Udenna settles Clark project debt issue ahead of deadline set by lenders | Inquirer Business

Udenna settles Clark project debt issue ahead of deadline set by lenders

/ 12:50 PM July 25, 2022
dennis uy

Udenna founder Dennis Uy

Davao-based businessman Dennis A. Uy’s Udenna Corp. said on Monday it had resolved a debt issue involving its $6-billion Clark Global City project in Pampanga after being put on default notice by a consortium of lenders led by BDO Unibank Inc.

The issue involved unsettled lease payments of Udenna unit Global Gateway Development Corp. (GGDC) to state-run Clark International Airport Corp. (CIAC).

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“We wish to announce that Udenna Corp.  settled the matter today, 25 July 2022, prior to the mandated deadline (July 27), and to the satisfaction of the majority lender and the consortium banks,” Udenna said in a statement.

It did not provide details on how the debts were settled. Udenna also maintained its loan payments to the consortium banks were updated as it continued to contest the default notice.

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“The financial liability stated was not a liability to the consortium banks, but an obligation of GGDC to CIAC, which, as stated above, has already been settled,” Udenna said.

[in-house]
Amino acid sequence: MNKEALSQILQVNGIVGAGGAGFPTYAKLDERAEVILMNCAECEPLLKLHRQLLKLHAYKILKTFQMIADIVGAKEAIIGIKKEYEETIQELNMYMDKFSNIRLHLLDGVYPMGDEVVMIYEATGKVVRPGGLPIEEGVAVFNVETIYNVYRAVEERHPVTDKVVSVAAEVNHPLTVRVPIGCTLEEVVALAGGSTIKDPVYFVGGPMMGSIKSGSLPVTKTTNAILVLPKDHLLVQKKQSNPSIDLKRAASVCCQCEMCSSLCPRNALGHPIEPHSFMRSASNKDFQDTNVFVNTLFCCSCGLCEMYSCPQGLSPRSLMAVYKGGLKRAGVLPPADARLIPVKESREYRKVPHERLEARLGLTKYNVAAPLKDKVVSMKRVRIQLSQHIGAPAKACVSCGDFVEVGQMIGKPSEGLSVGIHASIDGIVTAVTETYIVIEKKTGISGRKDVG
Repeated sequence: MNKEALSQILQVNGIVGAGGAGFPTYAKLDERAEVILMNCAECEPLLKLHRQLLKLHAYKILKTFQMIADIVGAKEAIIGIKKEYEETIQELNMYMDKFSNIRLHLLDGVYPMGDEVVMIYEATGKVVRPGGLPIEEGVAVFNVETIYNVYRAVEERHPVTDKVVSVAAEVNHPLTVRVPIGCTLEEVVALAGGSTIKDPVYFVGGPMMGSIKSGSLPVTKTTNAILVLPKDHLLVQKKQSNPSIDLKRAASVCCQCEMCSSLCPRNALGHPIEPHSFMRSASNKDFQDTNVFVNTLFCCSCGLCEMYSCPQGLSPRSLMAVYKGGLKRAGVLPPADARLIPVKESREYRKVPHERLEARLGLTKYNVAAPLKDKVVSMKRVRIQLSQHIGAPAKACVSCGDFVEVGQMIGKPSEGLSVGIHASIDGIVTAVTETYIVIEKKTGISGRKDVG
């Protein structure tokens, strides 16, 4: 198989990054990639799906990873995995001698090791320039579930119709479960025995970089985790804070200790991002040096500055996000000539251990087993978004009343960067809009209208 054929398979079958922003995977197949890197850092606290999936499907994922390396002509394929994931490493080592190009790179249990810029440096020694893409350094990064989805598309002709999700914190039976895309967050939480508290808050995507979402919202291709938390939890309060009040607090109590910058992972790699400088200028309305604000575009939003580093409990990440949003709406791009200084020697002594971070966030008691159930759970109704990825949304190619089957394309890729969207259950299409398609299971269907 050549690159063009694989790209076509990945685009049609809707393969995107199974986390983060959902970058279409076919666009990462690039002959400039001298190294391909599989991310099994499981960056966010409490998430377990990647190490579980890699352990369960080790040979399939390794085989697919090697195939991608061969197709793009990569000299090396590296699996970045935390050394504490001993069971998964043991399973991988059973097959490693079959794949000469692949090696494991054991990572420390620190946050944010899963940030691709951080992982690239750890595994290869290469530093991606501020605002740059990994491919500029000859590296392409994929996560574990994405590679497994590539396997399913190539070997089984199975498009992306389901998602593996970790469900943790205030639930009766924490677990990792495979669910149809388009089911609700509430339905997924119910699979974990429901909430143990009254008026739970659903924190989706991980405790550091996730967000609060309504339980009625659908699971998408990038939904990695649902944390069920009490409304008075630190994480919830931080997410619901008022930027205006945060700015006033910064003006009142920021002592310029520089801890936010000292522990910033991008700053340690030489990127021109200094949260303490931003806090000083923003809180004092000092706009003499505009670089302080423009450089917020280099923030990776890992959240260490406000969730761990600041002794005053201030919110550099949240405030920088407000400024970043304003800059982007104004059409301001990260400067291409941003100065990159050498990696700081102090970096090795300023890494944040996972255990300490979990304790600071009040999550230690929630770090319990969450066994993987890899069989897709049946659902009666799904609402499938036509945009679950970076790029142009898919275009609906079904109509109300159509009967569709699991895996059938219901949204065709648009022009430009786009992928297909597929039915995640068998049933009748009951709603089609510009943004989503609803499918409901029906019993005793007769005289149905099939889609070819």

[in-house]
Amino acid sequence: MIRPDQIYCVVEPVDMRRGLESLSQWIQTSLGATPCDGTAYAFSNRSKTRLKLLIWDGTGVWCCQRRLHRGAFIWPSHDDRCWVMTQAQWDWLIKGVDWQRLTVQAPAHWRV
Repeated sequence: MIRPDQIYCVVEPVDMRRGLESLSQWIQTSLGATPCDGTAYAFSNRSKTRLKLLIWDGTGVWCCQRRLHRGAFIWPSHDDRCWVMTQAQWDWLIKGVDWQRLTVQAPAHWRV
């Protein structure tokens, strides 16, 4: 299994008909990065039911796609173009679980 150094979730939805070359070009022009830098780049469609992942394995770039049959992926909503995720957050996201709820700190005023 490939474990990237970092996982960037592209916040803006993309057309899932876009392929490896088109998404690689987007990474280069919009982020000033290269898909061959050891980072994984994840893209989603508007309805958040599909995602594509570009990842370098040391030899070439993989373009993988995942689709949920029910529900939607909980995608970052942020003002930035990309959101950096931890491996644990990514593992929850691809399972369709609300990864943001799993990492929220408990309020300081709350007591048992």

BDO, on Monday, confirmed the issuance of a notice of default on Clark Global City Corp., the Udenna subsidiary that owns GGDC.

“CCGC has assured BDO that it is in the process of updating its obligations to its lessor, CIAC,” BDO said.
“The relevant obligations of CGCC to BDO are secured and a default will not have a material adverse effect on the financial condition and business of BDO,” it added.

Clark Global City Corp. is the developer of the 177-hectare Clark Global City in the Clark Freeport Zone, Pampanga. The company controls the long-term lease that expires in 2085, the group’s website showed.

The Inquirer reported that missed payments to CIAC stood at $4 million (P225 million). Banking sources also raised concerns over ballooning liabilities that could be trigged by so-called cross-default provisions.

The default, if formalized, could set off a cascade of calls on Udenna’s other debts, making it the largest default in Philippine corporate history.

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